The legal defense team of Changpeng Zhao, former CEO of Binance, has mounted a robust argument against a motion seeking to restrict his movement to the United States. This motion, filed by prosecutors, aims to keep Zhao in the U.S. until his sentencing in February next year. The unfolding legal drama encapsulates a crucial debate over jurisdiction and the concept of a flight risk in the context of high-profile, international legal cases.
Defense argues against ‘flight risk’ claims
Zhao, having pleaded guilty to charges related to violating the Bank Secrecy Act, agreed to a significant fine of $50 million, while his former company, Binance, settled a connected criminal case with a record $4.3 billion fine. The case, probing alleged money laundering, fraud, and sanctions violations, marks a significant moment in the regulatory oversight of the cryptocurrency industry. However, the focal point of the recent court filing by Zhao’s defense revolves around the conditions of his bail and the assessment of his risk of fleeing.
Zhao’s legal team, in their argument against the motion, emphasized that U.S. Magistrate Judge Brian Tsuchida had previously ruled Zhao was not a flight risk. They also highlighted Zhao’s lack of criminal history, the non-violent nature of the offenses, and his proactive approach to pleading guilty. The defense further argued that Zhao’s status as a globally recognized figure effectively negates any possibility of evading the U.S. justice system.
Moreover, the defense put forth that Zhao’s potential to serve a part of his sentence in non-jail settings, like home detention or community confinement, reduces any incentive for him to flee. They contended that his family ties and residence in the United Arab Emirates (UAE) do not inherently increase his flight risk. The defense also noted Zhao’s compliance with substantial bail conditions, including a $175 million personal recognizance bond backed by significant cash amounts from guarantors and a real property in the U.S.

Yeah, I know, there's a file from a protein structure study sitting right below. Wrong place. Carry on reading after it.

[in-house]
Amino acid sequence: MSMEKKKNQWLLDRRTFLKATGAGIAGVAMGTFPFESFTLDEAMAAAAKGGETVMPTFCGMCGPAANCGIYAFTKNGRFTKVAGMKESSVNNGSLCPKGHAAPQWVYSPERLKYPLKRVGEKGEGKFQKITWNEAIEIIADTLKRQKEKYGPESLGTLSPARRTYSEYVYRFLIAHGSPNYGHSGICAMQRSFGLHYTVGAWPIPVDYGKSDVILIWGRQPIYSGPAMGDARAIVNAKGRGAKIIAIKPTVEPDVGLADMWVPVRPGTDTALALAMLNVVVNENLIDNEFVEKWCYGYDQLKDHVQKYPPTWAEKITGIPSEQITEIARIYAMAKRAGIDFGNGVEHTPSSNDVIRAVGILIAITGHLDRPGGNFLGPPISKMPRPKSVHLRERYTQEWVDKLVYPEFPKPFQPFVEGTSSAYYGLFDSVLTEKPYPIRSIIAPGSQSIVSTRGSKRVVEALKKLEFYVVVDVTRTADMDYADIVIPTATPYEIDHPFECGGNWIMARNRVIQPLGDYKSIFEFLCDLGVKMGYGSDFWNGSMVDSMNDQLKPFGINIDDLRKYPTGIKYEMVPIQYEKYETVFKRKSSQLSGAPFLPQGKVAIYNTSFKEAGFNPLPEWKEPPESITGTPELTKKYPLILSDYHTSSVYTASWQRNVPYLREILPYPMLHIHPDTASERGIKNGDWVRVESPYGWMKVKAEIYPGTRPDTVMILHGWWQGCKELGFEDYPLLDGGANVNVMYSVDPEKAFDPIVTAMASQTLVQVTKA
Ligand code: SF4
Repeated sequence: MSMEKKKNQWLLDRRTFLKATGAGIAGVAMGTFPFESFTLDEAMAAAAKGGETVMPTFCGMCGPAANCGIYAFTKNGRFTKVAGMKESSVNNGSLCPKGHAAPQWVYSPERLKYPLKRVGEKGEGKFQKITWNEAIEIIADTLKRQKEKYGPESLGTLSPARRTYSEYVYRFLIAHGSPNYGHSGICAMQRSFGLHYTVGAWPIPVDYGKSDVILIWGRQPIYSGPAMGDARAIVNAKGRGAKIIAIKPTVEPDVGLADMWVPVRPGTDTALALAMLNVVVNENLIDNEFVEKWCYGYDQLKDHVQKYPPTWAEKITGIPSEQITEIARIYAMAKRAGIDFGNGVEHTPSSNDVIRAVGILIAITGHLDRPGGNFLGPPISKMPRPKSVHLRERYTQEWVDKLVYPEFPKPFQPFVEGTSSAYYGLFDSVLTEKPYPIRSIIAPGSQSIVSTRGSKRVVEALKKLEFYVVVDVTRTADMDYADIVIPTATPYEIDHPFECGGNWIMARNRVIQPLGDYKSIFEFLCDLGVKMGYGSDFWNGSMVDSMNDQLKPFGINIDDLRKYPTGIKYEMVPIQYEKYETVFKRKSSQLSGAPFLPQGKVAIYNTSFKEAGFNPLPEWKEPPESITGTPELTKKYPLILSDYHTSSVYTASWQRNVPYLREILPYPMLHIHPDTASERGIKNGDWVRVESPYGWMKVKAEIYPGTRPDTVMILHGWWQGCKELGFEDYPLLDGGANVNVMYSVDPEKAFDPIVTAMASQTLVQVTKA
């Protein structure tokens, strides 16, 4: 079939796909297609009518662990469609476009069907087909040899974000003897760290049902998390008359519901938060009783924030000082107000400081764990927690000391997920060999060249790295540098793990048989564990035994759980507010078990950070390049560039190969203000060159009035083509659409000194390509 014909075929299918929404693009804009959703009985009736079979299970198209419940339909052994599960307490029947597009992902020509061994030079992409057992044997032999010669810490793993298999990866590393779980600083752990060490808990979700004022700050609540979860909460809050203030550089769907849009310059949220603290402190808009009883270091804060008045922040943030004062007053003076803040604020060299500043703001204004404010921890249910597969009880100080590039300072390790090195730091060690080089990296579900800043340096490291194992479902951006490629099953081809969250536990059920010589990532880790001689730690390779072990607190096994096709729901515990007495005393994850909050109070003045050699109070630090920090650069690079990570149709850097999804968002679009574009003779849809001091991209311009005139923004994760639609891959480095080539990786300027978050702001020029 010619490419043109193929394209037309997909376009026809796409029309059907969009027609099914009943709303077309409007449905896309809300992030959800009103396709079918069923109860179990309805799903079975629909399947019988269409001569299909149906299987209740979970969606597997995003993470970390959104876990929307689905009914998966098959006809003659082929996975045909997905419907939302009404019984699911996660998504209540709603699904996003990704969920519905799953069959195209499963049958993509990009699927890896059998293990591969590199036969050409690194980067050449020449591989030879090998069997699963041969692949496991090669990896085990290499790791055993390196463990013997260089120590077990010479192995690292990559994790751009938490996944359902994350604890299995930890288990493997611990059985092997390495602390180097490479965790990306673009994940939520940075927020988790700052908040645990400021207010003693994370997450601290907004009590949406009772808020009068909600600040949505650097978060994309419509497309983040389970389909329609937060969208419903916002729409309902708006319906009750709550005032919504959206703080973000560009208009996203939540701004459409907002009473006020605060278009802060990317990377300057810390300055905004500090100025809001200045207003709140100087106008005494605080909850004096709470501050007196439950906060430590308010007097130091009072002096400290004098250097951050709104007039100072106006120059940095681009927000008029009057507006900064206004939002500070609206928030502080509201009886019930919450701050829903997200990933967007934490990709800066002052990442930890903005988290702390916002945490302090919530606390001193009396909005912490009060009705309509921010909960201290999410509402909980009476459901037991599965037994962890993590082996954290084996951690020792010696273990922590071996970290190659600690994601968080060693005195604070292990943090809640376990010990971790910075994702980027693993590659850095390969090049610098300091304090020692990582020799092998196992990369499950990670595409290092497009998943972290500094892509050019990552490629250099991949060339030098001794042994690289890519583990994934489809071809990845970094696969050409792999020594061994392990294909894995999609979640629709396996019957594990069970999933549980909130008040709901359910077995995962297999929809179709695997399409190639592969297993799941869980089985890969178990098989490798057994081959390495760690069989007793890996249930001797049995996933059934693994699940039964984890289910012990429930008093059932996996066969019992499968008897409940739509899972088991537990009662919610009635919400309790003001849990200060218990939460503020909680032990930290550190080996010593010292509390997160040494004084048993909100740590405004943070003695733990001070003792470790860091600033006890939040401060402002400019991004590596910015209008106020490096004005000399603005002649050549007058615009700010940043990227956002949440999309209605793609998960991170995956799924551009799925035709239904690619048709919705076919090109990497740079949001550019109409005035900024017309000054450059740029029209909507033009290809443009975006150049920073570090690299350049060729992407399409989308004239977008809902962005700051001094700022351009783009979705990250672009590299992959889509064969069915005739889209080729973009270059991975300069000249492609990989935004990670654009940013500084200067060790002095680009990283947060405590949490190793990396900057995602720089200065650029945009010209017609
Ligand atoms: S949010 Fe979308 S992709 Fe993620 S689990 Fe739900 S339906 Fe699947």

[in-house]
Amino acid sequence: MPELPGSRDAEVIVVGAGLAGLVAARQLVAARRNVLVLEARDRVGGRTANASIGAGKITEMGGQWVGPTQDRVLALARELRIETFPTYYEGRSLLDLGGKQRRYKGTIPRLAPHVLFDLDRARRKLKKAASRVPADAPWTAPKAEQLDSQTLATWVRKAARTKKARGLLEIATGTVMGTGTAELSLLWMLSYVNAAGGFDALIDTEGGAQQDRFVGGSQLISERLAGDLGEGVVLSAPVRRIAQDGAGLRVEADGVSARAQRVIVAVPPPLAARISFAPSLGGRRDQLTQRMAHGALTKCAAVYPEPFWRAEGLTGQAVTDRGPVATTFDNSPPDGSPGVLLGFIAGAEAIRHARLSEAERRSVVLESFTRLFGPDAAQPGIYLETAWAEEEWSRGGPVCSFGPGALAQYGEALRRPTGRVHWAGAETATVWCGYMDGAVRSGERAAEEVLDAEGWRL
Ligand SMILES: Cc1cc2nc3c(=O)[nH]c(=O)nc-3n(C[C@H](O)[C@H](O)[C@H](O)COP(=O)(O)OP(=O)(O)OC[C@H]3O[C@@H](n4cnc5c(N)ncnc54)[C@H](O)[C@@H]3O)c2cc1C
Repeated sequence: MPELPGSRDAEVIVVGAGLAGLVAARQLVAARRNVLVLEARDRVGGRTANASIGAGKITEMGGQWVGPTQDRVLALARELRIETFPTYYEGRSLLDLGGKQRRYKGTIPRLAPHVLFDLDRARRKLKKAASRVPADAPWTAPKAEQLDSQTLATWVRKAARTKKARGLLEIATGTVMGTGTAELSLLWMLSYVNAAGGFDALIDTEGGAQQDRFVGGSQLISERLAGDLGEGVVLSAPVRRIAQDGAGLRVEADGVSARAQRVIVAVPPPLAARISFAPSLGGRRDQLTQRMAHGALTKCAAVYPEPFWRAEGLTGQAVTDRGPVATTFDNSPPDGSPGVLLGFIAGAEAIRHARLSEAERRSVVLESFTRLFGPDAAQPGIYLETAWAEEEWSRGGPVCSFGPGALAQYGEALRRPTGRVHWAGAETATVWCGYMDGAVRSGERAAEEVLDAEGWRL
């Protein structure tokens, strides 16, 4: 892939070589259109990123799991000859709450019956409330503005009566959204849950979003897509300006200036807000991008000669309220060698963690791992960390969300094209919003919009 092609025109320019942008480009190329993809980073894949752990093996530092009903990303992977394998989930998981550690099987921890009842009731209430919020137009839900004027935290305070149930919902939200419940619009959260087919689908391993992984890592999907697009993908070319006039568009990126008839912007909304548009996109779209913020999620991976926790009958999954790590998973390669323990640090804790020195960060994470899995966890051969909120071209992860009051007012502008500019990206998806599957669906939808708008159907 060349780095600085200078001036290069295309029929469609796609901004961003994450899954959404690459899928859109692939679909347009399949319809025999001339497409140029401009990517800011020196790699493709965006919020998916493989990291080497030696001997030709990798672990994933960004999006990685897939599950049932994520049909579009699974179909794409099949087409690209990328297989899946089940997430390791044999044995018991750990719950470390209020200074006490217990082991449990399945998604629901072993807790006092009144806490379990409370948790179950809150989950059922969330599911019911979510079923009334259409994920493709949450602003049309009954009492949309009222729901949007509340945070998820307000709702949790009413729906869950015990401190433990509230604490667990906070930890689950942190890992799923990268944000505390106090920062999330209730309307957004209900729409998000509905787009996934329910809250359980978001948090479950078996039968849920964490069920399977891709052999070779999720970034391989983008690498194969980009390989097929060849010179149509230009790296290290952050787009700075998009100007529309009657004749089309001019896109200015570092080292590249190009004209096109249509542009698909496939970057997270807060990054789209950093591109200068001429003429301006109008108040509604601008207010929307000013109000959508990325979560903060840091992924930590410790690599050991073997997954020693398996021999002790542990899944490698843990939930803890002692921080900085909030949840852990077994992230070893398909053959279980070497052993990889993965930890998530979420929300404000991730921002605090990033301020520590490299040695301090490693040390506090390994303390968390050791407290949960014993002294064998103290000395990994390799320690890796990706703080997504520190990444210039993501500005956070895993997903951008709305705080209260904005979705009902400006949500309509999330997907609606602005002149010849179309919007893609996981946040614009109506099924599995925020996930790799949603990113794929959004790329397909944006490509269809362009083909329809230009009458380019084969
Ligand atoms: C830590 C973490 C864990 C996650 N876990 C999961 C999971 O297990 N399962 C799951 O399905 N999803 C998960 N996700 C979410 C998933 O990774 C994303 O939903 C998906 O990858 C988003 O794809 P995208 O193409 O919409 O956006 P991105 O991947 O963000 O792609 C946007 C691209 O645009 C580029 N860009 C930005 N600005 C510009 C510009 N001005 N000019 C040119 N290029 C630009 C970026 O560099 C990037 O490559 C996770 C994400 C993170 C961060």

Prosecutors cite concerns over the extradition treaty and assets
Contrasting with the defense’s assertions, prosecutors raised concerns about Zhao’s substantial assets and strong connections to the UAE, a nation with which the U.S. lacks an extradition treaty. They argued that these factors, coupled with Zhao’s dual citizenship in the UAE and Canada, present a substantial flight risk, warranting his stay in the U.S. until sentencing.
The decision by Judge Tsuchida, allowing Zhao to return to the UAE unless reviewed before a set deadline, adds another layer to this complex legal narrative. Zhao is required to return to the U.S. by early February, ahead of his sentencing later that month.